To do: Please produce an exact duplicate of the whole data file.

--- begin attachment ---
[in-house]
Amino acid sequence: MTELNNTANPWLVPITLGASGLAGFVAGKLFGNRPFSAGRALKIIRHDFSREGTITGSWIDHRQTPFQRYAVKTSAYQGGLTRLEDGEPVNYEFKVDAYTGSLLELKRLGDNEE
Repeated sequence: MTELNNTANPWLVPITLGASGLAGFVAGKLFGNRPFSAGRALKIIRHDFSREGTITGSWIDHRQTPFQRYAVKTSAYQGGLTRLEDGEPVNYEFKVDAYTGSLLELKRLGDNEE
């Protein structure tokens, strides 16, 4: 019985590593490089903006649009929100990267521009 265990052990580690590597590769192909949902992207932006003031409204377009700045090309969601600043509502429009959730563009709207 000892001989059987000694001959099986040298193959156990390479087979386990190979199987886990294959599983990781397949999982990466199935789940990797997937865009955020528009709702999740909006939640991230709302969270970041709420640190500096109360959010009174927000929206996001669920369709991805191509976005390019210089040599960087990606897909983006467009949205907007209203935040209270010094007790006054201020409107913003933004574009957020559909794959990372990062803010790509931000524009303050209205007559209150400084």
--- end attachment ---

[in-house]
Amino acid sequence: MTELNNTANPWLVPITLGASGLAGFVAGKLFGNRPFSAGRALKIIRHDFSREGTITGSWIDHRQTPFQRYAVKTSAYQGGLTRLEDGEPVNYEFKVDAYTGSLLELKRLGDNEE
Repeated sequence: MTELNNTANPWLVPITLGASGLAGFVAGKLFGNRPFSAGRALKIIRHDFSREGTITGSWIDHRQTPFQRYAVKTSAYQGGLTRLEDGEPVNYEFKVDAYTGSLLELKRLGDNEE
């Protein structure tokens, strides 16, 4: 019985590593490089903006649009929100990267521009 265990052990580690590597590769192909949902992207932006003031409204377009700045090309969601600043509502429009959730563009709207 000892001989059987000694001959099986040298193959156990390479087979386990190979199987886990294959599983990781397949999982990466199935789940990797997937865009955020528009709702999740909006939640991230709302969270970041709420640190500096109360959010009174927000929206996001669920369709991805191509976005390019210089040599960087990606897909983006467009949205907007209203935040209270010094007790006054201020409107913003933004574009957020559909794959990372990062803010790509931000524009303050209205007559209150400084």